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I have understood that the more polar is a compound, the higher is its boiling temperature. But I would like to know what is the justification for this answer.

I am new to chemistry so I would appreciate a simple answer.

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    $\begingroup$ Do you mean perhaps "polarity" rather than polarizability? They are related but not the same. $\endgroup$ – Buck Thorn Jul 16 '20 at 21:47
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In non-polar liquids, the intermolecular forces are known as London dispersion forces (or dipole induced dipole interaction). This is the weakest interaction that exists between molecules.

The strength of this interaction depends on polarisability of non-polar molecule. As an example, let's take the following examples:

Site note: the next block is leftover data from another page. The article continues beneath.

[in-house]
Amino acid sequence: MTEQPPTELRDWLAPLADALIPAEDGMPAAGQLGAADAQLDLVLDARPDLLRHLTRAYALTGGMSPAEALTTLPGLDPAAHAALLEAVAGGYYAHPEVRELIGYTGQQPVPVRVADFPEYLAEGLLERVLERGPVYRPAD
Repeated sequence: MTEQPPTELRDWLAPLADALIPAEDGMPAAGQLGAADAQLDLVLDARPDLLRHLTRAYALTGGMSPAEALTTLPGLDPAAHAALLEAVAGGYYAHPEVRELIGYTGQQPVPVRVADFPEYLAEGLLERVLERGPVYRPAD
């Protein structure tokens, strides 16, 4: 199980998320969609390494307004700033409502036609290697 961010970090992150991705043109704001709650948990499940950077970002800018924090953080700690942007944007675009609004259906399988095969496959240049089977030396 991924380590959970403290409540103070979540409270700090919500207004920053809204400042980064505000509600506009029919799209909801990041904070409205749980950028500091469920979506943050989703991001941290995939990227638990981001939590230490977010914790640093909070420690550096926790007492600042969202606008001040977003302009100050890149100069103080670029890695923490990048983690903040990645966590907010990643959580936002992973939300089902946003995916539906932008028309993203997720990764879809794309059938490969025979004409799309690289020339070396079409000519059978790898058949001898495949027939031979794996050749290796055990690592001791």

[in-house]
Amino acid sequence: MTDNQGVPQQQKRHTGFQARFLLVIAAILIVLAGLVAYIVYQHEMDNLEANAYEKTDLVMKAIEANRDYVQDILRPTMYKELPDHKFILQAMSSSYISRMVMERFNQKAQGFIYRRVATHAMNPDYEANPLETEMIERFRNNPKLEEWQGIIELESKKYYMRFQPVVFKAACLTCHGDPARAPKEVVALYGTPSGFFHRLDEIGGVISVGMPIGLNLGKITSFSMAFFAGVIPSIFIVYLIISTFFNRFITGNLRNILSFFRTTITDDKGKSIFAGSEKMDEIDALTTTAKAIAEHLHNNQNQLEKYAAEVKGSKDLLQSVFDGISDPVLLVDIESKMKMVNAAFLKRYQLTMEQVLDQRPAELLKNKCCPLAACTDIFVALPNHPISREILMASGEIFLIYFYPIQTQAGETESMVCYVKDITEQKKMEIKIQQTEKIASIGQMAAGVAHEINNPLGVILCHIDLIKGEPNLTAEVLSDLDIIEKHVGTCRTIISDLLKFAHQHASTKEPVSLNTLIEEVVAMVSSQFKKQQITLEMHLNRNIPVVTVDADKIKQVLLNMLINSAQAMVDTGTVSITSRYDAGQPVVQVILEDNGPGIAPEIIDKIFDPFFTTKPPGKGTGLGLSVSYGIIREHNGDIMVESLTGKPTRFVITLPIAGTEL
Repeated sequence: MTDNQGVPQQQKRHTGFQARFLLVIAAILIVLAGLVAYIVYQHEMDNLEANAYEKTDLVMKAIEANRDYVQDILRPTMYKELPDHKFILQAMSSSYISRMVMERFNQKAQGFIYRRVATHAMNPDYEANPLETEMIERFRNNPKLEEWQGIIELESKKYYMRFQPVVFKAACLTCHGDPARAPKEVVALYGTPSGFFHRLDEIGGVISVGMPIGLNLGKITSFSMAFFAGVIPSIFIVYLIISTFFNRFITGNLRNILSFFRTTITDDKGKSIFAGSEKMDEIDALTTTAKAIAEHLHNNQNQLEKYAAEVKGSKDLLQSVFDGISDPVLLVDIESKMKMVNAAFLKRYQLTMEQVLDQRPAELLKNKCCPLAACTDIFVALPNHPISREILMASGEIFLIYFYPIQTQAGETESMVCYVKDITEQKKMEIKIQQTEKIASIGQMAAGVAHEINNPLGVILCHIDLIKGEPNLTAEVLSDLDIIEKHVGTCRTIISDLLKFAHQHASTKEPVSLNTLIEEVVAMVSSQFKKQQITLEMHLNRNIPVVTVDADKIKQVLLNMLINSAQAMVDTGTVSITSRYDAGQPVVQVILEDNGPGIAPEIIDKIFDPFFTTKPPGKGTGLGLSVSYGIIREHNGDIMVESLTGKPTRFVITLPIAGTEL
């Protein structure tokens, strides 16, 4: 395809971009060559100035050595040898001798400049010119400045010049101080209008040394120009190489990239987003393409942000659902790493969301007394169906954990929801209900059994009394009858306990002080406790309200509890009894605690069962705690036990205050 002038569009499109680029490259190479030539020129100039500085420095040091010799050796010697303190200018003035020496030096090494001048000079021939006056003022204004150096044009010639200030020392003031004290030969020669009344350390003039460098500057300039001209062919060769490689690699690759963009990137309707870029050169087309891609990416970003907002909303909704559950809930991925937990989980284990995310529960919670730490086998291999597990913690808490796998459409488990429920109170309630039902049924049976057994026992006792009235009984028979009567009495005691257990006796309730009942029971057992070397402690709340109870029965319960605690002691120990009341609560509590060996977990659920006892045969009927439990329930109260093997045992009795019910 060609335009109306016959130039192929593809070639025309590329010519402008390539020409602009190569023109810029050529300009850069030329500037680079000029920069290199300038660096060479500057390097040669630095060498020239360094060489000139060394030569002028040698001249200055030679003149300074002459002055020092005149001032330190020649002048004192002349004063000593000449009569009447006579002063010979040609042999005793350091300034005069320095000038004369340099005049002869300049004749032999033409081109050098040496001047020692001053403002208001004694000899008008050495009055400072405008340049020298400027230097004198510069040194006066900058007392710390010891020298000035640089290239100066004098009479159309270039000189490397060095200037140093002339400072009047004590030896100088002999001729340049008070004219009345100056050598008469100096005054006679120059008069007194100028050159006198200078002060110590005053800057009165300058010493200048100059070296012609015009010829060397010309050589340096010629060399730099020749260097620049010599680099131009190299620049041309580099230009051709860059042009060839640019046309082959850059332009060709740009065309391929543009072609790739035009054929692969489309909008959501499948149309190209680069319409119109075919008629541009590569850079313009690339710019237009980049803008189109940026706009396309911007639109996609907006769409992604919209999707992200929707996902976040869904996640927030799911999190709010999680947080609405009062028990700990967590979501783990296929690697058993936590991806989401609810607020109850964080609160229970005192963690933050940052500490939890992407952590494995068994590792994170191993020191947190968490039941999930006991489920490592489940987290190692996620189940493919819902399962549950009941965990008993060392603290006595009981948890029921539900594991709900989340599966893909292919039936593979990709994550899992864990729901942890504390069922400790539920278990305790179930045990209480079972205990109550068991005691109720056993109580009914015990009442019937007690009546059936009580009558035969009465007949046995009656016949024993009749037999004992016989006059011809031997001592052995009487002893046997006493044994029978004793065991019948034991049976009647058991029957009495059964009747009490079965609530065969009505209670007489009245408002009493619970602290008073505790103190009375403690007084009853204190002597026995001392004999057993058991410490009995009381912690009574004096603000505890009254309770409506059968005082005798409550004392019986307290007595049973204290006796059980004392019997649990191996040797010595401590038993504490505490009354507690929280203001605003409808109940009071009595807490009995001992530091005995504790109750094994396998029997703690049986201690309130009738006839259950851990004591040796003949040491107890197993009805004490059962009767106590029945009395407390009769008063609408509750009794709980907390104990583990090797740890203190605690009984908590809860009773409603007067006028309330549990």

$$ \begin{array}{lr|lr|lr|lr} \hline \text{Compound} & \mathrm{bp}/\pu{°C} & \text{Compound} & \mathrm{bp}/\pu{°C} & \text{Compound} & \mathrm{bp}/\pu{°C} & \text{Compound} & \mathrm{bp}/\pu{°C} \\ \hline \ce{CO2} & -78.5 & \ce{CCl4} & 76.7 & \ce{CBr4} & 189.5 & \ce{CI4} & 329.2 \\ \ce{CS2} & 46.3 & \ce{CBr4} & 189.5 & \ce{SiCl4} & 57.7 & \ce{SiBr4} & 153.0\\ \ce{CSe2} & 125.5 & \ce{CI4} & 329.2 & & & \\ \hline \end{array} $$

In these molecules, polarisability depends on polarisability of anions $(\alpha),$ which depends as

$$\alpha \propto q \times r,$$

where $q$ is the charge and $r$ is the ionic radius.

As charge on each anion is same, hence we can conclude that, greater the radius, greater is the polarisability, and thus greater is London dispersion forces.

Therefore, greater boiling point.

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